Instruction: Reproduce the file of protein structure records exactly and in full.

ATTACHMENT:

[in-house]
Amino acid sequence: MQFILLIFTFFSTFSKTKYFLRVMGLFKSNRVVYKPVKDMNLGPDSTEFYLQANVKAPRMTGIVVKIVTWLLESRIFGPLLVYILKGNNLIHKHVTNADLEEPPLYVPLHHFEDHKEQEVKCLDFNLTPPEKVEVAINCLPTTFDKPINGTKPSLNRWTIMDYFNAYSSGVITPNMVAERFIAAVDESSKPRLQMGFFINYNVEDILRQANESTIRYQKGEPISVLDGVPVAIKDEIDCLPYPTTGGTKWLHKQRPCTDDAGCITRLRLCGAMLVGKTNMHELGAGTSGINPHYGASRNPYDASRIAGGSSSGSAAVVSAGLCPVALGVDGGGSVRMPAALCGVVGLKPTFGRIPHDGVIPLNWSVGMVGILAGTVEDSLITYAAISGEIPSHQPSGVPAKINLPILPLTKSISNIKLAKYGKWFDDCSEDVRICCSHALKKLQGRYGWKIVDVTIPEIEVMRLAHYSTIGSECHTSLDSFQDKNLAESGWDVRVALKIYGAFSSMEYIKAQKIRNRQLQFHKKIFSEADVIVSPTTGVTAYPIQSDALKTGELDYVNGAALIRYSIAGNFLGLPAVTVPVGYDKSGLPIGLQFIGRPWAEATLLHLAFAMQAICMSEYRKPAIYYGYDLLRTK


[in-house]
Amino acid sequence: MQFILLIFTFFSTFSKTKYFLRVMGLFKSNRVVYKPVKDMNLGPDSTEFYLQANVKAPRMTGIVVKIVTWLLESRIFGPLLVYILKGNNLIHKHVTNADLEEPPLYVPLHHFEDHKEQEVKCLDFNLTPPEKVEVAINCLPTTFDKPINGTKPSLNRWTIMDYFNAYSSGVITPNMVAERFIAAVDESSKPRLQMGFFINYNVEDILRQANESTIRYQKGEPISVLDGVPVAIKDEIDCLPYPTTGGTKWLHKQRPCTDDAGCITRLRLCGAMLVGKTNMHELGAGTSGINPHYGASRNPYDASRIAGGSSSGSAAVVSAGLCPVALGVDGGGSVRMPAALCGVVGLKPTFGRIPHDGVIPLNWSVGMVGILAGTVEDSLITYAAISGEIPSHQPSGVPAKINLPILPLTKSISNIKLAKYGKWFDDCSEDVRICCSHALKKLQGRYGWKIVDVTIPEIEVMRLAHYSTIGSECHTSLDSFQDKNLAESGWDVRVALKIYGAFSSMEYIKAQKIRNRQLQFHKKIFSEADVIVSPTTGVTAYPIQSDALKTGELDYVNGAALIRYSIAGNFLGLPAVTVPVGYDKSGLPIGLQFIGRPWAEATLLHLAFAMQAICMSEYRKPAIYYGYDLLRTK